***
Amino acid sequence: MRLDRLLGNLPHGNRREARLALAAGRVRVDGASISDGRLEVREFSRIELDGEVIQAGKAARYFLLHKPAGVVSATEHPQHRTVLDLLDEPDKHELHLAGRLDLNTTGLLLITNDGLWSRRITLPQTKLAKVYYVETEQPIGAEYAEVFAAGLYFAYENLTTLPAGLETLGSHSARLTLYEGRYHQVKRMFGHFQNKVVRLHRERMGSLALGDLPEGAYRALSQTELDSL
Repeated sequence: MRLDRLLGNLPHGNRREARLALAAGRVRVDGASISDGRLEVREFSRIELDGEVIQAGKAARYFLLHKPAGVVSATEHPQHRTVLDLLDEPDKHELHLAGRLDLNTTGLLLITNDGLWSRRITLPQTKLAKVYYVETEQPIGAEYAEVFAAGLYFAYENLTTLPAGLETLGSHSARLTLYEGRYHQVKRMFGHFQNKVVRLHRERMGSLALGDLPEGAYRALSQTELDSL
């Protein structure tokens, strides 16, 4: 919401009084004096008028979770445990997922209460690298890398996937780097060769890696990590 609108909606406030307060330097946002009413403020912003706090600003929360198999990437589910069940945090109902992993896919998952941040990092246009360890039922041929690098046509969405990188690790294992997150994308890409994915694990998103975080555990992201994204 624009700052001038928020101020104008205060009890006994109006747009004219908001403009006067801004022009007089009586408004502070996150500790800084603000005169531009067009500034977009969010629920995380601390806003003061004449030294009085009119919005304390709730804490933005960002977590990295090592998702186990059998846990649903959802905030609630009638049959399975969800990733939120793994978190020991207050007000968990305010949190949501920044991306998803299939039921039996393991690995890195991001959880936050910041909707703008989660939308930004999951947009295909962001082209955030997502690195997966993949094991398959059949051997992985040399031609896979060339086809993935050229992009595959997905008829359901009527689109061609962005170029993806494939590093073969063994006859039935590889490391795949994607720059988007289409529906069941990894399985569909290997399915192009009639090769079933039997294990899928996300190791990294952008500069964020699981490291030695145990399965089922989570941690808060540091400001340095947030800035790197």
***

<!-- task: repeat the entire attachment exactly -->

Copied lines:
Amino acid sequence: MRLDRLLGNLPHGNRREARLALAAGRVRVDGASISDGRLEVREFSRIELDGEVIQAGKAARYFLLHKPAGVVSATEHPQHRTVLDLLDEPDKHELHLAGRLDLNTTGLLLITNDGLWSRRITLPQTKLAKVYYVETEQPIGAEYAEVFAAGLYFAYENLTTLPAGLETLGSHSARLTLYEGRYHQVKRMFGHFQNKVVRLHRERMGSLALGDLPEGAYRALSQTELDSL
Repeated sequence: MRLDRLLGNLPHGNRREARLALAAGRVRVDGASISDGRLEVREFSRIELDGEVIQAGKAARYFLLHKPAGVVSATEHPQHRTVLDLLDEPDKHELHLAGRLDLNTTGLLLITNDGLWSRRITLPQTKLAKVYYVETEQPIGAEYAEVFAAGLYFAYENLTTLPAGLETLGSHSARLTLYEGRYHQVKRMFGHFQNKVVRLHRERMGSLALGDLPEGAYRALSQTELDSL
């Protein structure tokens, strides 16, 4: 919401009084004096008028979770445990997922209460690298890398996937780097060769890696990590 609108909606406030307060330097946002009413403020912003706090600003929360198999990437589910069940945090109902992993896919998952941040990092246009360890039922041929690098046509969405990188690790294992997150994308890409994915694990998103975080555990992201994204 624009700052001038928020101020104008205060009890006994109006747009004219908001403009006067801004022009007089009586408004502070996150500790800084603000005169531009067009500034977009969010629920995380601390806003003061004449030294009085009119919005304390709730804490933005960002977590990295090592998702186990059998846990649903959802905030609630009638049959399975969800990733939120793994978190020991207050007000968990305010949190949501920044991306998803299939039921039996393991690995890195991001959880936050910041909707703008989660939308930004999951947009295909962001082209955030997502690195997966993949094991398959059949051997992985040399031609896979060339086809993935050229992009595959997905008829359901009527689109061609962005170029993806494939590093073969063994006859039935590889490391795949994607720059988007289409529906069941990894399985569909290997399915192009009639090769079933039997294990899928996300190791990294952008500069964020699981490291030695145990399965089922989570941690808060540091400001340095947030800035790197």